Our results also highlight the importance of limiting and/or avoiding the RT dose in the hippocampus to preserve working memory and processing speed [12, 23, 24]. A substantial reduction in mean dose in the hippocampus can be achieved with proton RT, compared to photon RT . With hippocampal sparing IMPT it can be possible to reduce the mean dose to the hippocampus considerably (about 20 GyRBE) with minimal impact on whole-brain target and with an estimated reduced risk of neurocognitive impairment . Although, to a lesser extent, with VMAT a mean RT dose reduction of 50% of the prescribed dose to the planning target volume can be achieved with photon RT during WBRT .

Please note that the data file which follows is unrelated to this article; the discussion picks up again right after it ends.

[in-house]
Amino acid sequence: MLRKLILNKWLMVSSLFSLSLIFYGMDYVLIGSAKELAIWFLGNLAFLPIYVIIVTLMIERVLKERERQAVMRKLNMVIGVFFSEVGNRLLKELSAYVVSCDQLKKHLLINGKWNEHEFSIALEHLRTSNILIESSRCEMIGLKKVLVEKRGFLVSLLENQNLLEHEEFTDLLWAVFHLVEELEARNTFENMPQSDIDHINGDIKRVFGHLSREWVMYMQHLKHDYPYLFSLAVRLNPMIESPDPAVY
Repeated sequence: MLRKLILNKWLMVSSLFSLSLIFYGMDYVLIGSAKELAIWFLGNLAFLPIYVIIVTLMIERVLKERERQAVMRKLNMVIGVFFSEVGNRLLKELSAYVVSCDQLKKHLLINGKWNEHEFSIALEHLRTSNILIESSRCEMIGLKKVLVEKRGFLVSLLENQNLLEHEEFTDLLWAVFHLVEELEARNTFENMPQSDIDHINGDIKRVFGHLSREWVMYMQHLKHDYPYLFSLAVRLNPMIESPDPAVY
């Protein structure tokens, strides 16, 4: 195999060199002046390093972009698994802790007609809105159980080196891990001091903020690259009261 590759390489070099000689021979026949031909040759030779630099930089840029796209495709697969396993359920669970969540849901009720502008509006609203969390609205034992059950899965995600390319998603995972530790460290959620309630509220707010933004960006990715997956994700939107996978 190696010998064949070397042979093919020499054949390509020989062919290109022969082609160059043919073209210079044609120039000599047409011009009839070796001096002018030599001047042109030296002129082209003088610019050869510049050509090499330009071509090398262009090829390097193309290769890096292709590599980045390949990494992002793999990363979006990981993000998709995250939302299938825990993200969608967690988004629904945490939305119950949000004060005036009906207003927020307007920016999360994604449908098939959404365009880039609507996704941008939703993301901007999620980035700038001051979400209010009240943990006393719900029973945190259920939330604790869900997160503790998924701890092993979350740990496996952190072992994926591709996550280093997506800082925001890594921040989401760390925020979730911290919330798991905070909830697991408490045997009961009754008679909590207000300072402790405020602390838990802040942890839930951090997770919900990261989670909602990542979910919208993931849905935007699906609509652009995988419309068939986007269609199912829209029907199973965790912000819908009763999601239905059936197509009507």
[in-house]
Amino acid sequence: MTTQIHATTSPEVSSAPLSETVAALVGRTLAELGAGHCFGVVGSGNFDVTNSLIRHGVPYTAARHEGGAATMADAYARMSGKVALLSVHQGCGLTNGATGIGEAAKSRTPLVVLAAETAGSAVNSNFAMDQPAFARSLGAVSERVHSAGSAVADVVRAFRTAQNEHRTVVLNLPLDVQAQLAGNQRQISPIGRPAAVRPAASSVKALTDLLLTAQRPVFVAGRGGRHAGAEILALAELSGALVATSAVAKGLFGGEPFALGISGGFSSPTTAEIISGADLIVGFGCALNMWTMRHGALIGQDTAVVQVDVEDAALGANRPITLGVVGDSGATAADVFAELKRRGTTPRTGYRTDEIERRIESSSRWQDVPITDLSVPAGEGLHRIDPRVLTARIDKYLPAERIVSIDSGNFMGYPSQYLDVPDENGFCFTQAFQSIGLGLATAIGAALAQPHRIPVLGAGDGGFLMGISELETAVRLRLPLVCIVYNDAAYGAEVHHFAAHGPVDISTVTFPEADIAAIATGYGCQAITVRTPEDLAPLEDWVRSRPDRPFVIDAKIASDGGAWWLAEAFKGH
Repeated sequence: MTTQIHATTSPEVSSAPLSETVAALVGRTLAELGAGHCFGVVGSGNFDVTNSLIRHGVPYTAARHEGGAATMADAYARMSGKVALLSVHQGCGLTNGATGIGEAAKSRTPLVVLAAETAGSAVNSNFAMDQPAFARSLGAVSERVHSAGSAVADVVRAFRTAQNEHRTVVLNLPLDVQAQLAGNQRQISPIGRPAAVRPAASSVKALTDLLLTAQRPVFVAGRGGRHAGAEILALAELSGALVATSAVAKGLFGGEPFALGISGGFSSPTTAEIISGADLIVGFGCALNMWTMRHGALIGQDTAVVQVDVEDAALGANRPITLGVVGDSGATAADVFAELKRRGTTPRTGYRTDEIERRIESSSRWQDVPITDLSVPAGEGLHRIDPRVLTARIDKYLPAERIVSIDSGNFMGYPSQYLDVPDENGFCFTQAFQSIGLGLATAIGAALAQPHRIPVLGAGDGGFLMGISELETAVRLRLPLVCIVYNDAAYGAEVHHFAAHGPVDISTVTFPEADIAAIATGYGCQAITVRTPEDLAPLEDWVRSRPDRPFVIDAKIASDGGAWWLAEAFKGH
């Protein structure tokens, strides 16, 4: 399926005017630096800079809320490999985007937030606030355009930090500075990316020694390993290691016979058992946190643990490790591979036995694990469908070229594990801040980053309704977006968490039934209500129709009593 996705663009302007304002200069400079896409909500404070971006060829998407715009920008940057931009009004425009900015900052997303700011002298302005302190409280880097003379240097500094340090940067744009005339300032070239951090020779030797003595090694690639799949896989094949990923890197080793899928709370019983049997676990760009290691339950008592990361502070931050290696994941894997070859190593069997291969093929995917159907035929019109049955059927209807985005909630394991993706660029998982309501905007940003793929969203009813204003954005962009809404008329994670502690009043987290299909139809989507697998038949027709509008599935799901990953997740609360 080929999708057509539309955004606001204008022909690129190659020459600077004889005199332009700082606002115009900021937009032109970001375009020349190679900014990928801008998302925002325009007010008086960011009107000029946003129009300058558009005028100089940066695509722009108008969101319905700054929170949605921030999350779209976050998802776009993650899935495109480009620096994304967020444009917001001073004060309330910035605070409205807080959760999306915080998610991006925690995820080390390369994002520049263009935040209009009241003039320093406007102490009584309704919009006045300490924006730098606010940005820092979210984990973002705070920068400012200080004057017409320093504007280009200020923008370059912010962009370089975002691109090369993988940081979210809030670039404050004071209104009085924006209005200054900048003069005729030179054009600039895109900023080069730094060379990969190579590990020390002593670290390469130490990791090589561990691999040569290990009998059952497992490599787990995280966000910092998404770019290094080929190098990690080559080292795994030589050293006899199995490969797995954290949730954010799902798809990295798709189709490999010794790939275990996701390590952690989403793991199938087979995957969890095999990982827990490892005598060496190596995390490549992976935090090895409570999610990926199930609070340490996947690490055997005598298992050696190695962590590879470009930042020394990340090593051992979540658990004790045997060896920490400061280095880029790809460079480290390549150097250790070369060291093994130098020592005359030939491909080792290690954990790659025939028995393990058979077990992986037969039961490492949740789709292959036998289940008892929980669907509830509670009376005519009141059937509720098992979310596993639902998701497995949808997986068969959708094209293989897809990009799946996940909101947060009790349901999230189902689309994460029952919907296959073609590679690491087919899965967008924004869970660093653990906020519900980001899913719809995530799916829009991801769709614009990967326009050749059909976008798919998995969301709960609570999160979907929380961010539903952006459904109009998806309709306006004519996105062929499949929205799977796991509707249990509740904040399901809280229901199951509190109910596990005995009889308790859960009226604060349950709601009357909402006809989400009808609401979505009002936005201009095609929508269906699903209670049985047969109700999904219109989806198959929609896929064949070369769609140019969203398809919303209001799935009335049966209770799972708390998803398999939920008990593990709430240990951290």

A sparing approach to the hypothalamus/pituitary gland is important to avoid HP disorders [26, 29] that have been associated with neurocognitive decline . We found a significant dose-risk relationship between the pituitary gland and working memory that supports the importance of a sparing approach. A dose reduction can be achieved with both IMPT  and VMAT . In our clinical cohort many children received doses above 25–30 Gy that are now the upper recommended dose limits . However, more studies are needed to further investigate the RT-induced neurocognitive effect on the hypothalamus, thalamus and pituitary gland that also include other neurocognitive measures than IQ, such as visual attention and fatigue. IQ measurement is a common and good psychometric measure for RT-induced neurocognitive decline, especially for those receiving WBRT . However, IQ measurements alone are not sufficient to detect all RT-induced neurocognitive decline and more comprehensive neuropsychological assessment is needed  and will be investigated in our upcoming long-term study.